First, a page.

With reference now to FIG. 7, there is shown a conceptual diagram of the vector registers as used in one example of a PWR operation performed in a 16-byte-based register file for the data processing system of the present invention. The control vector register VC is loaded with a control vector designated by the operational code or computationally derived from a previous operation to implement a desired high-performance data processing function. Each of the input registers VA and VB are loaded with properly aligned data vectors to be processed. The data processing system of the present system then performs a PWR operation on the two input vectors VA, VB as a function of the control vector loaded in the control register VC. Registers VA and VB are addressed as 32 separate elements. As can be seen in FIG. 7, each byte in a given column of the control vector has an index value uniquely identifying one of the 32 bytes (0-1FH) within the two input vectors that is loaded into a corresponding column within the output register. In the example of FIG. 7, the control vector indicates that the first byte of VT should be loaded with the second byte ("1") of the data vector (the second byte of register VA) and the second byte of register VT should be loaded with the twenty-first byte ("14H") of the data vector (the fifth byte of register VB). Further, it can be seen that the ninth, tenth and eleventh fields of the control vector indicate that the corresponding fields of the output vector should be loaded with the replicated byte located in field "1C" of the input vector (the thirteenth byte loaded in register VB). Thus, it can be seen that the PWR operation performs a permutation on the input vector that can include the replication of specific bytes in multiple bytes of the output vector.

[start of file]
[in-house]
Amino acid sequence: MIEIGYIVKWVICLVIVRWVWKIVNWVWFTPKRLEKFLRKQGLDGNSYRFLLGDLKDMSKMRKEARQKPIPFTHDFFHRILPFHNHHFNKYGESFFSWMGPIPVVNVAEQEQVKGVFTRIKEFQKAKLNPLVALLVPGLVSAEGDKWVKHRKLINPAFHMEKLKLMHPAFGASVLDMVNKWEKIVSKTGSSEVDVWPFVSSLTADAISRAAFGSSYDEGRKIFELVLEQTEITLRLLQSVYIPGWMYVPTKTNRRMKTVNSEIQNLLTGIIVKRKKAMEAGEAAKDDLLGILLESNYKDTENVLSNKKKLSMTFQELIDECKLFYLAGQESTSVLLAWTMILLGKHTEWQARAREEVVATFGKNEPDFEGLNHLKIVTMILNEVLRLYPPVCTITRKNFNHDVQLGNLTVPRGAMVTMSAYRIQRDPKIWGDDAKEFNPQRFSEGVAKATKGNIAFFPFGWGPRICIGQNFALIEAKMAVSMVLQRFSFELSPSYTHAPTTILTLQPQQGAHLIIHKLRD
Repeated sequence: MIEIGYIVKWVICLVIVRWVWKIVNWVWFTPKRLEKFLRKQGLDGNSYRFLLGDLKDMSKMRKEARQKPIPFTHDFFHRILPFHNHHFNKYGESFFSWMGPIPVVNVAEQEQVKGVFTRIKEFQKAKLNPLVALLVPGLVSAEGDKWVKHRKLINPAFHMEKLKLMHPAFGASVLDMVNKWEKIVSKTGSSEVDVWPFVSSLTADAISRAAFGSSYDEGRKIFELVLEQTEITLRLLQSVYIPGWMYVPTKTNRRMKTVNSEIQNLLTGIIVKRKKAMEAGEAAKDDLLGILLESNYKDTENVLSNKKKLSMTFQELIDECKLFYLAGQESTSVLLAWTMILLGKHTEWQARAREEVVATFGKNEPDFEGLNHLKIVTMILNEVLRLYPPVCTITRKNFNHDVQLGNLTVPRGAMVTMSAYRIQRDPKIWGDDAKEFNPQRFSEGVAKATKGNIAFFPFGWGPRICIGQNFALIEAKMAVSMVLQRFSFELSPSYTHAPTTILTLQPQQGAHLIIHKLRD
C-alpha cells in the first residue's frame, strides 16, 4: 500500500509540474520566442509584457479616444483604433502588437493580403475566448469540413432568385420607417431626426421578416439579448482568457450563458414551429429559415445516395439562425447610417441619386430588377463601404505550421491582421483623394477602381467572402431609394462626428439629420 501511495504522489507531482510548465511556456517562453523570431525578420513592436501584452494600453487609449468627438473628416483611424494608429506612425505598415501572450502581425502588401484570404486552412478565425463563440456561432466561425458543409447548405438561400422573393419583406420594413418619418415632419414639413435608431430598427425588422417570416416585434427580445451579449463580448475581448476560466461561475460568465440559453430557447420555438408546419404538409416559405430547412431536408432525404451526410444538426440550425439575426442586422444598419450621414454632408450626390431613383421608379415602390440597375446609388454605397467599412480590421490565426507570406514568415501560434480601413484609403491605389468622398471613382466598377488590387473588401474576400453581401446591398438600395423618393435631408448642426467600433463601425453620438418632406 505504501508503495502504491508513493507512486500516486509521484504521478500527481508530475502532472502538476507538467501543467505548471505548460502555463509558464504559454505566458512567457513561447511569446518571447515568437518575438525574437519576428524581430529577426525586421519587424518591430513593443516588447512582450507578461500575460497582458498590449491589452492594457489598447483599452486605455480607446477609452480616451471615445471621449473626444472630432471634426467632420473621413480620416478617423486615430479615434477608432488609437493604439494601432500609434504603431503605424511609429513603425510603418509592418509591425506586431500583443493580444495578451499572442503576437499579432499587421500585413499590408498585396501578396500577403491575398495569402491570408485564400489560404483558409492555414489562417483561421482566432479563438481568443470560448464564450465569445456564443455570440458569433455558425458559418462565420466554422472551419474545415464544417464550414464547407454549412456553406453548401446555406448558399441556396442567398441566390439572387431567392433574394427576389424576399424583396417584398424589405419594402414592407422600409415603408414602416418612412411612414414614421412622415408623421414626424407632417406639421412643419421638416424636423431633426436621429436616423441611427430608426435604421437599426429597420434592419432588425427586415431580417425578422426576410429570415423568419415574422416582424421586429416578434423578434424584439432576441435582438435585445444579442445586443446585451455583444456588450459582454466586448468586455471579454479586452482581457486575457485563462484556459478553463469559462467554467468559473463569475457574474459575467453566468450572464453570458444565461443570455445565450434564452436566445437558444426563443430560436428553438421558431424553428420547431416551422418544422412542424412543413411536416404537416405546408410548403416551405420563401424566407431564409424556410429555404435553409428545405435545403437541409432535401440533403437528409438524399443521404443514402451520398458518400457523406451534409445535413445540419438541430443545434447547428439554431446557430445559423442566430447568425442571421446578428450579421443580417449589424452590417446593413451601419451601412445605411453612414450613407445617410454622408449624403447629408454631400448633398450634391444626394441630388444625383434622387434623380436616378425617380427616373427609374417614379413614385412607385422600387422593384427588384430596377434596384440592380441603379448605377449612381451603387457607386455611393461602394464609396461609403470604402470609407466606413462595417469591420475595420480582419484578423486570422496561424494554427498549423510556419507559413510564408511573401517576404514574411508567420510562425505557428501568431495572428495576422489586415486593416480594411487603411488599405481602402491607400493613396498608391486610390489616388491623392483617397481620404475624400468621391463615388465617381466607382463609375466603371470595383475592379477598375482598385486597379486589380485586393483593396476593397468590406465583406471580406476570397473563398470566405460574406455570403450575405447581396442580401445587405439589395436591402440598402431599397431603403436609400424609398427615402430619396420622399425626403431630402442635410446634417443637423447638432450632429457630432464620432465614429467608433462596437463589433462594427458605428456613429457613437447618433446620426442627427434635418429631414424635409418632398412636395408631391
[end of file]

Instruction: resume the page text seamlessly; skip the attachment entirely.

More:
While the invention has been described in the context of a preferred embodiment, it will be apparent to those skilled in the art that the present invention may be modified in numerous ways and may assume many embodiments other than that specifically set out and described above. Accordingly, it is intended by the appended claims to cover all modifications of the invention which fall within the true scope of the invention.